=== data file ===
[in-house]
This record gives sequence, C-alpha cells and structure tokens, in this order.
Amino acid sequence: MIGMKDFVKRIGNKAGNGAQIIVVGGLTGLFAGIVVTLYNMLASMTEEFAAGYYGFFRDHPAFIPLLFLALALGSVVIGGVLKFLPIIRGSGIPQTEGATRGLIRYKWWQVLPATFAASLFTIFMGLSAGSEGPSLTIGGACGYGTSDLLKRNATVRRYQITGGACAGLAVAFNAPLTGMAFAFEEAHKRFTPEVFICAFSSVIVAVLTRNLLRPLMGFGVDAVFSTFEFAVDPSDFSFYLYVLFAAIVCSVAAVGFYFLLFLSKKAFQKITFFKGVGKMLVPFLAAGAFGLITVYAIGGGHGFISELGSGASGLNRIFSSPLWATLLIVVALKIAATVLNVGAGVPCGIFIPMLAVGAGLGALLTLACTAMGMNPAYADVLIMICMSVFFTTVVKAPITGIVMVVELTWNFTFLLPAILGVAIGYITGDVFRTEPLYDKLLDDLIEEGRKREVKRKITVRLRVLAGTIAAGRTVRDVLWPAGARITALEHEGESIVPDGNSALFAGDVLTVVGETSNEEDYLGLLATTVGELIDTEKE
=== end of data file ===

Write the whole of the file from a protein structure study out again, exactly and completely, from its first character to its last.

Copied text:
[in-house]
This record gives sequence, C-alpha cells and structure tokens, in this order.
Amino acid sequence: MIGMKDFVKRIGNKAGNGAQIIVVGGLTGLFAGIVVTLYNMLASMTEEFAAGYYGFFRDHPAFIPLLFLALALGSVVIGGVLKFLPIIRGSGIPQTEGATRGLIRYKWWQVLPATFAASLFTIFMGLSAGSEGPSLTIGGACGYGTSDLLKRNATVRRYQITGGACAGLAVAFNAPLTGMAFAFEEAHKRFTPEVFICAFSSVIVAVLTRNLLRPLMGFGVDAVFSTFEFAVDPSDFSFYLYVLFAAIVCSVAAVGFYFLLFLSKKAFQKITFFKGVGKMLVPFLAAGAFGLITVYAIGGGHGFISELGSGASGLNRIFSSPLWATLLIVVALKIAATVLNVGAGVPCGIFIPMLAVGAGLGALLTLACTAMGMNPAYADVLIMICMSVFFTTVVKAPITGIVMVVELTWNFTFLLPAILGVAIGYITGDVFRTEPLYDKLLDDLIEEGRKREVKRKITVRLRVLAGTIAAGRTVRDVLWPAGARITALEHEGESIVPDGNSALFAGDVLTVVGETSNEEDYLGLLATTVGELIDTEKE